Proof: From the definition of the pseudodensity matrix, we have
and
where D_{A} and D_{B} are the dimensions of the systems corresponding to A and B respectively. Thus we have
The above properties do not depend on the physics governing the underlying system. We now show that if the underlying system is governed by nonrelativistic quantum mechanics, then the pseudodensity matrix captures all correlations in the system. We will index the measurement events in such a way that event j occurs no later than event j + 1. Without loss of generality, we can assume that all measurement events occur on a system initially in state ρ, which evolves unitarily according to U_{j} between measurement events j and j + 1. We will take the number of distinct times at which measurements occur to be T and take the total number of measurement events at each time t to be m_{t}. In this case the pseudodensity matrix satisfies the following additional properties.
Measurements
The pseudodensity matrix contains information not only about Pauli measurements, but also about the expectation value of the product of any set of local measurements with eigenvalues restricted to ±1. For a set of measurement operators {M_{j}}, with eigenvalues chosen from {−1, 1}, the expectation value for the product of their outcomes is given by
where M_{j} is defined over the set of m_{j} qubits on which measurement events occur at time j.
Proof: In order to prove this property, it is sufficient to show that expectation values for measurements of this are simply a linear combination of expectation values for Pauli measurements. This is, taking where the superscript on denotes that it is an m_{j}qubit Pauli operator, the expectation value is given by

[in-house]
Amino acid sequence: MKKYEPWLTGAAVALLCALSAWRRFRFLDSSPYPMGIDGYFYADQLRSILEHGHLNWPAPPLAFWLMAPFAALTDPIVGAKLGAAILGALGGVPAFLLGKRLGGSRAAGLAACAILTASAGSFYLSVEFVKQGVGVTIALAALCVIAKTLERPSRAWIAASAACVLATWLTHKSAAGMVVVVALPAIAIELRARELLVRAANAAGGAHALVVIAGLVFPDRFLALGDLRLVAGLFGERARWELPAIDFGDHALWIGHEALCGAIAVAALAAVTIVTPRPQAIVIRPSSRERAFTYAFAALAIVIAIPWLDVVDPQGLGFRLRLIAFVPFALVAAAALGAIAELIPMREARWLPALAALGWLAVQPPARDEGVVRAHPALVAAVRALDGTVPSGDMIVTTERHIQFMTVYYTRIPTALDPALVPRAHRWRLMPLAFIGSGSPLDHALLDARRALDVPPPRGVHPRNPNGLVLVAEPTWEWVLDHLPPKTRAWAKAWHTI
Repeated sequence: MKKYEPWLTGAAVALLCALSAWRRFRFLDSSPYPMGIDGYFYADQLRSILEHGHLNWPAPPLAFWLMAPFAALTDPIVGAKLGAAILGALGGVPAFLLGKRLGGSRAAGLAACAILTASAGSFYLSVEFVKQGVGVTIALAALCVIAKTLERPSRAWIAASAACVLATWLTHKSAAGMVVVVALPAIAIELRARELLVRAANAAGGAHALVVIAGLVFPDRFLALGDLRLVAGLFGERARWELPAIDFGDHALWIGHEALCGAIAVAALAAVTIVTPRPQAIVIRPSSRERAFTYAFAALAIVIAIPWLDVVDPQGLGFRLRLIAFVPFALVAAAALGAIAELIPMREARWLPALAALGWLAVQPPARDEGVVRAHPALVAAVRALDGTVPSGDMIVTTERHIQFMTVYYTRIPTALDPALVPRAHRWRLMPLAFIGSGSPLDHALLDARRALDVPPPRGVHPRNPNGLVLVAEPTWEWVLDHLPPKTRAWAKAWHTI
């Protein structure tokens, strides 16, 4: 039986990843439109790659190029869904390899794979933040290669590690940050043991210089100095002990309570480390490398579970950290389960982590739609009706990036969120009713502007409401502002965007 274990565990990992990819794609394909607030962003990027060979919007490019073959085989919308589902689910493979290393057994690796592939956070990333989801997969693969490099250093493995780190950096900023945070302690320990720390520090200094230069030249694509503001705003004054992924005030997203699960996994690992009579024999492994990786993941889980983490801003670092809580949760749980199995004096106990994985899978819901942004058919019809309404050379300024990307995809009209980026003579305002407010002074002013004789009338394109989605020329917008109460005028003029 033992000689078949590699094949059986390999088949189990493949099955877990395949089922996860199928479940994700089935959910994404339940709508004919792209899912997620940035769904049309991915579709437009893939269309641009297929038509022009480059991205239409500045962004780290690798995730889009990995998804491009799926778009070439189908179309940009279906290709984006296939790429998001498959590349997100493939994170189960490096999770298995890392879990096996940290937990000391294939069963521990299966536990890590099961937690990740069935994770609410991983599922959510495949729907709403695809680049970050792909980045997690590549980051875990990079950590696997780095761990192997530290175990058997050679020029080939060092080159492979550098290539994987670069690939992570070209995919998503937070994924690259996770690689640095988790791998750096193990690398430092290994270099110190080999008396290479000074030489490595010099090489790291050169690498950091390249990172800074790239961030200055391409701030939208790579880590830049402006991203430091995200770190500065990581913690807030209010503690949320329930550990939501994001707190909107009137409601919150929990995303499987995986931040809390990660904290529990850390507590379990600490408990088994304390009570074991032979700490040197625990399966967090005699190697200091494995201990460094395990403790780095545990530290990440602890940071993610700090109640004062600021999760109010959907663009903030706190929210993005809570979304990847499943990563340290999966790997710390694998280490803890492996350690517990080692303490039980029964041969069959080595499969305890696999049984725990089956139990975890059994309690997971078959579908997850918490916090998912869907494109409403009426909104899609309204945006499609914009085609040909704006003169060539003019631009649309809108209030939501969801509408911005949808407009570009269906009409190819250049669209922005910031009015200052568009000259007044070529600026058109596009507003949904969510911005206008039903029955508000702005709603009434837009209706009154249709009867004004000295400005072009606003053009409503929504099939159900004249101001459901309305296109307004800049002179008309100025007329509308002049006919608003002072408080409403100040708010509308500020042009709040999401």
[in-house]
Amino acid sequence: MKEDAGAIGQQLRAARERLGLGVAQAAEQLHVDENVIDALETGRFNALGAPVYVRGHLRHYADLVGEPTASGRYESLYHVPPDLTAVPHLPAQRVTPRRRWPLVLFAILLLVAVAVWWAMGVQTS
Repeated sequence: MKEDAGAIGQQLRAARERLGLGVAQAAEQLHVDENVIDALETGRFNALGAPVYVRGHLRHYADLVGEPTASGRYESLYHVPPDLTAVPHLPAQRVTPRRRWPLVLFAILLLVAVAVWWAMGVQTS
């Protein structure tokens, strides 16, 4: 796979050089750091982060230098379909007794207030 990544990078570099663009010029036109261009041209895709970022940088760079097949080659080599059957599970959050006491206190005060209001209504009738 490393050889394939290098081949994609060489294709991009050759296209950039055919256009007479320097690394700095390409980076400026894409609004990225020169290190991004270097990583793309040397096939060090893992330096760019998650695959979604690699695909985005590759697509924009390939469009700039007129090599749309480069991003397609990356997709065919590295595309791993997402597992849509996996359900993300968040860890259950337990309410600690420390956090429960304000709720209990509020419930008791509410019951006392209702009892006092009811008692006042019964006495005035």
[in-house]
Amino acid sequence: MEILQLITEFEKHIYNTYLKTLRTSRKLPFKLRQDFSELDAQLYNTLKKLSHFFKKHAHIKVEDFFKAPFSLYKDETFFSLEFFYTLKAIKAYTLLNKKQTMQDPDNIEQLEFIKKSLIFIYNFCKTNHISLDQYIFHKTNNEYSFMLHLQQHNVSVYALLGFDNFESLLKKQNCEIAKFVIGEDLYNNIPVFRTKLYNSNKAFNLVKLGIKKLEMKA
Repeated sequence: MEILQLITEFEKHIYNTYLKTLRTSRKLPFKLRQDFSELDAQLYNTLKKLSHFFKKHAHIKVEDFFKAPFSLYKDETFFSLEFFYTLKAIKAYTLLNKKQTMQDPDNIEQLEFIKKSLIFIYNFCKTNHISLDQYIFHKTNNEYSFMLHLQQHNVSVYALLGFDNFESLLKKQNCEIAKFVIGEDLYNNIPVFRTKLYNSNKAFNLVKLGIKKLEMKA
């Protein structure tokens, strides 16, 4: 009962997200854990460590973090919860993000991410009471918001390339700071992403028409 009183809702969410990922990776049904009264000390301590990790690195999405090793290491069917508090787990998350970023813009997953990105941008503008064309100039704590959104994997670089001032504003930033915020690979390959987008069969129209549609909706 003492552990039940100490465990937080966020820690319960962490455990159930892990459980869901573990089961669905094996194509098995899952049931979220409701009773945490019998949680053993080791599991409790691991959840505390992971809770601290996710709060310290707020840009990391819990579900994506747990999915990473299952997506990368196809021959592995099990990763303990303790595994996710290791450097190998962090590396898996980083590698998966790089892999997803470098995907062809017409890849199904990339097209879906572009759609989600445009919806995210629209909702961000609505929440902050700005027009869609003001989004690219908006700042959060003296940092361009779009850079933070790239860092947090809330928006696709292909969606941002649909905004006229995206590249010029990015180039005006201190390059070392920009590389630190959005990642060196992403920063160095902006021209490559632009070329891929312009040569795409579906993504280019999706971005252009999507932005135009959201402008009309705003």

The above equation can be obtained directly from Eq. 5 by substituting in the definitions of R and each M_{j}, and so it suffices to show that this linearity relation holds.
In general, where p_{i} is the probability of obtaining a product of measurement results equal to ϵ_{i}. For nonrelativistic quantum systems,
where is the projector onto eigenspace of M_{i} corresponding to eigenvalue s_{j}. If no constraint is placed on the spectrum of M_{j}, then may be a high degree polynomial in M_{j}. However, in the case where the eigenvalues of M_{j} are restricted to the set {−1, 1}, the projectors can be written as , and thus p_{i} has degree at most two in each of the measurement operators. Furthermore, since the quadratic and constant terms cancel, leaving the purely linear expression in Eq. 6. Thus, expectation values for measurements can be computed for the pseudodensity matrix in an identical way to that used for conventional density matrices, provided that the measurement operators have only eigenvalues chosen from {−1, 1}. This shows that the pseudodensity matrix captures more that simply correlations between Pauli measurements, but rather contains the necessary information to predict measurement outcomes for a wide range of measurements, without any further knowledge of the underlying dynamics giving rise to a particular PDM other than that they are governed by nonrelativistic quantum mechanics. This shows that the information captured by the PDM is invariant under local change of basis.